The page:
South Korea has signed a new military plan with the United States which was revealed on 25 March. According to the new plan in the event of a limited attack from North Korea it allows joint response in which South Korea takes the lead and the United States supports. Before this they could just respond together if there was a full attack against South Korea. With this new plan they can act together against an event of incursion on the border, low-flying aircraft or attacks on border islands.

The last armed conflict between the two Koreas happened in 2010 when the North made an unannounced attack on a South-Korean island killing two civilians. It was accused of sinking a South Korean navy ship killing 46 sailors. The North denied this back than but if anything like these attacks would happen now the new military plan allows launching joint response immediately. The South Korean defense ministry spokesman, Kim Min-seok said that this “will have the effect of preventing the North from daring to provoke us.”


█ 3 ███    Lahad Datu Standoff

Lahad Datu, a district in Sabah, the easternmost state of Malaysia was occupied in early February by a group of Muslims from the Philippines called the Royal Army of Sulu. The leader of the group of a few hundred is Agbimuddin Kiram, who is the brother of the self-proclaimed Sultan of Sulu, Jamalul Kiram III. Sulu is an autonomous island province of the Philippines located in the Autonomous Region in Muslim Mindanao (ARMM). The group was initially received peacefully, but after several attempts of sending them back to the Philippines, violence broke out, soon leading to a standoff. “Sabah is our home” – a member of the small Sulu army said.

The dormant territorial dispute of Sabah between the Philippines and Malaysia is based on events that occurred several centuries earlier. In the seventeenth century, when Sabah was neither an American nor a Spanish colony, there were two main sultanates in the area: the Brunei and the Sulu. In 1658, Brunei gave Sabah to the Sultan of Sulu, either as a gift or to thank the Sulu for offering military help in a rebellion.

Sabah became part of Malaysia in 1963. Based on an 1878 contract between the Sultanate of Sulu and the British North Borneo Company, each year Malaysia pays about 5,000 ringgit (£1,000, $1,500) to the Sultanate of Sulu. The amount was acknowledged as a price paid for Sabah by Malaysia, but Sulu interprets the yearly fee as a lease or rent. “In my opinion, this is more consistent with a lease rather than a sale, because you can't have a purchase price which is not fixed and which is payable until kingdom come,” says Harry Roque, a law professor at the University of the Philippines.

The Sulu troops – about 250 men – arrived to the coast of Lahad Datu on the 11th of February by boat. Shortly after the arrival, Malaysian police blocked roads leading from Lahad Datu through palm oil plantations to Tanduo, and also ordered food blockade. Benigno Aquino III, president of the Philippines asked Kiram to call his followers back and turn to the government with his concerns. He said that by battling Malaysia the Sulu not only risk their lives but can also cause problems to the Filipino families living and working there. Aquino reminded Kiram that as a Filipino citizen the Constitution applies to him and his people, and in this constitution provoking war is a crime. The 74-year-old sultan said he was ready to be jailed. Kiram emphasized the need to come up with a diplomatic, win-win solution, but said he would not withdraw from Sabah.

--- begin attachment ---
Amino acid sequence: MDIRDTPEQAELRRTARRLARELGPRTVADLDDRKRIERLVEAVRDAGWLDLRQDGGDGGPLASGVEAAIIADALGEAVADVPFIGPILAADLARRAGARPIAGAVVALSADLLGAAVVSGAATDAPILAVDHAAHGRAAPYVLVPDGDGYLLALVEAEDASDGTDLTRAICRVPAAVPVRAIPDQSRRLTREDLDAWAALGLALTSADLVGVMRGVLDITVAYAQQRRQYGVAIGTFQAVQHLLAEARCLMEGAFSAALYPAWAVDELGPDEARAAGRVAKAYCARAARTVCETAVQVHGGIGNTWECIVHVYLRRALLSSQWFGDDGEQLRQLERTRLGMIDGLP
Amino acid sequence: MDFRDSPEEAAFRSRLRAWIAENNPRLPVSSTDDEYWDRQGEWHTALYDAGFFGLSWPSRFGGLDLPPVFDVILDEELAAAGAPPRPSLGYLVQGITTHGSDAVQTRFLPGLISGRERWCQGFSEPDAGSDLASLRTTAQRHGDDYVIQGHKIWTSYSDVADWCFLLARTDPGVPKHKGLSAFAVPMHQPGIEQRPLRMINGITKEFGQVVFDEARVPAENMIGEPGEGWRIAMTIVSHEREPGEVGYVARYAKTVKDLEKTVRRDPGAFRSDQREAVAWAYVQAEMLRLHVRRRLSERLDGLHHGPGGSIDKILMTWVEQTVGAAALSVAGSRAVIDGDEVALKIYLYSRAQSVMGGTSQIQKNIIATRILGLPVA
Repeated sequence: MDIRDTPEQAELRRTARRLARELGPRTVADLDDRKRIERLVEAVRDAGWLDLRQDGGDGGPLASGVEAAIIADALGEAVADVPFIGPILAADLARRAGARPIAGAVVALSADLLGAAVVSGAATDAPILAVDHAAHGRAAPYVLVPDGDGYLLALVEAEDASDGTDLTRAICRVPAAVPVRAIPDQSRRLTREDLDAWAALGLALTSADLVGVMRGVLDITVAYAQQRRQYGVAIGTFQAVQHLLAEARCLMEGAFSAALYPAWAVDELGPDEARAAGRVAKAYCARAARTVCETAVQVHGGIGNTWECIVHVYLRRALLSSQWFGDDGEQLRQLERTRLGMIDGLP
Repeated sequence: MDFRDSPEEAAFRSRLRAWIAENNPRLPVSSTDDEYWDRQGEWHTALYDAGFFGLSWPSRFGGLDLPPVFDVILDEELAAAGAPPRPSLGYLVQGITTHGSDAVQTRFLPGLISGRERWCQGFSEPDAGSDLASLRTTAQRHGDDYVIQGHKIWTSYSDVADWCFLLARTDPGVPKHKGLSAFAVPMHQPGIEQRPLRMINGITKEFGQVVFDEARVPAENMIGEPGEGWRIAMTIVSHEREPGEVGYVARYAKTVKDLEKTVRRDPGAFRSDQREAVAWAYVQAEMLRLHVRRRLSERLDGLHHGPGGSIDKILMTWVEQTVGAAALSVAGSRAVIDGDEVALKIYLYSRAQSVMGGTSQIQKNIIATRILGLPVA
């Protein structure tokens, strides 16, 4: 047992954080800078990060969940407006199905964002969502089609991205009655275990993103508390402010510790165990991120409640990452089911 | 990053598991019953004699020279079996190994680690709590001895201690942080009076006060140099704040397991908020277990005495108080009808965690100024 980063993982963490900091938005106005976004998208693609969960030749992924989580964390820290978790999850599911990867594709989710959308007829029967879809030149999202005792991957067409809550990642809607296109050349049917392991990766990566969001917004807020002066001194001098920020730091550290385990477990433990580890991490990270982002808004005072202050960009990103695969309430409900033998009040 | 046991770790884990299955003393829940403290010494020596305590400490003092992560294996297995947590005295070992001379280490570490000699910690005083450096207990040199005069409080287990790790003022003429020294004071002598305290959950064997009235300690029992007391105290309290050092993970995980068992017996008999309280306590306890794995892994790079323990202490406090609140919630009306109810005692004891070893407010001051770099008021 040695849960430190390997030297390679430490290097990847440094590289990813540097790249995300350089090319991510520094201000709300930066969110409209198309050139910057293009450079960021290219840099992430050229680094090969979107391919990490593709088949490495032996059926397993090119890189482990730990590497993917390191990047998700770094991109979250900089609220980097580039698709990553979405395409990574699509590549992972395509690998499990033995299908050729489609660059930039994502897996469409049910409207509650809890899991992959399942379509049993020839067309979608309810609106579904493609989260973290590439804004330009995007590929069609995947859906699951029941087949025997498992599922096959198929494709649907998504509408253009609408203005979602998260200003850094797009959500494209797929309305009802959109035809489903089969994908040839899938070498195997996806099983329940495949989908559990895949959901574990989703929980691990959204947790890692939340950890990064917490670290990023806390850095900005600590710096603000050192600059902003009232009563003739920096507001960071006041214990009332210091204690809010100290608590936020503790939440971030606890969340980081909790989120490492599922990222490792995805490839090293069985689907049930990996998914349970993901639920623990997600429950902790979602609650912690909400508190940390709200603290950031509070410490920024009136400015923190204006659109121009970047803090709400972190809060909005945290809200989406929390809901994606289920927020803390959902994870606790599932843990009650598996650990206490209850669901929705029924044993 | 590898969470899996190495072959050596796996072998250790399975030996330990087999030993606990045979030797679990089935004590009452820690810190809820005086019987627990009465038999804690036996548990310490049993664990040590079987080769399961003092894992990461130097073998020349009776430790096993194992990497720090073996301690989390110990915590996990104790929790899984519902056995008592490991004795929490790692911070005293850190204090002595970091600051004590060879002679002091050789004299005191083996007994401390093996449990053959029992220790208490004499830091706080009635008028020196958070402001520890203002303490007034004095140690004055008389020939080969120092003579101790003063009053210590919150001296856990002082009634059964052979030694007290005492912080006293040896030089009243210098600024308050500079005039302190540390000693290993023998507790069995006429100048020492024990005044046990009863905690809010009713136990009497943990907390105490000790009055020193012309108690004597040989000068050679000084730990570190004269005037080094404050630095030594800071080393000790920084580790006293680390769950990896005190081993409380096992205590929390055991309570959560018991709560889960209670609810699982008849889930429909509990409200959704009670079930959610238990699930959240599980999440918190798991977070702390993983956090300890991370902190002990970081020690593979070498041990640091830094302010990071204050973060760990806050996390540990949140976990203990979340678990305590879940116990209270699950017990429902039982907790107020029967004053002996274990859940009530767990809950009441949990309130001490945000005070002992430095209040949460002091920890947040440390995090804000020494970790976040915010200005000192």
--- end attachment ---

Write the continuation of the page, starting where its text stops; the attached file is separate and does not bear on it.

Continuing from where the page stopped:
Princess Sitti Jacel, the daughter of Kiram said that the members of the Royal Army of Sulu did not go to Sabah in order to start a war but they want to reside peacefully in the ancestral Sulu territory and would not come home until a concrete solution is provided for them.

On the 1st of March, three days after the deadline of the Royal Army of Sulu to leave the island, Malaysian police engaged in a shooting with the troops. Malaysian Home Minister says that the Sulu were the first to start the fight, in which fourteen people were killed – twelve of Kiram’s followers and two Malaysian policemen - and about five were injured. “We don't want to engage them but they fired at us. We have no option but to return fire” Sabah Police Chief Hamza Taib said.

Malaysian police began to double its forces in order to get ready for more attacks. On the 3rd of March a group of about ten Sulu soldiers ambushed the police in Semporna. Encircled, the police got trapped in the village. After the attack 23 policemen were reported to be missing, and captive four policemen had their bodies mutilated and tortured, leading to allegations of black magic. Reports say that the incident claimed the lives of six policemen and seven assailants.

On the 5th of March, Kiram’s camp was bombed by Malaysian air forces. “As I am speaking, the army and police forces, along with other members following behind, are taking action to arrest and destroy the group which has breached the nation's sovereignty” – Malaysian Prime Minister Najib Razak said in Kuala Lumpur. On the 9th Malaysian Home Minister Hishammuddin Hussein said that “Ops Daulat” (Operation Sovereignty) would only end when not even one of the Sulu troopers are left in Malaysia.

Also, the Moro National Liberation Front (MNLF) announced that they would send reinforcement to Sabah in order to help the Sulu. The Islamic MNLF has been struggling to achieve sovereignty from the Philippines for five decades, claiming Bangsamoro land (including Sulu) to be theirs. Many of their fighters had received military training and arms from Malaysia during the war for Bangsamoro with the Philippines.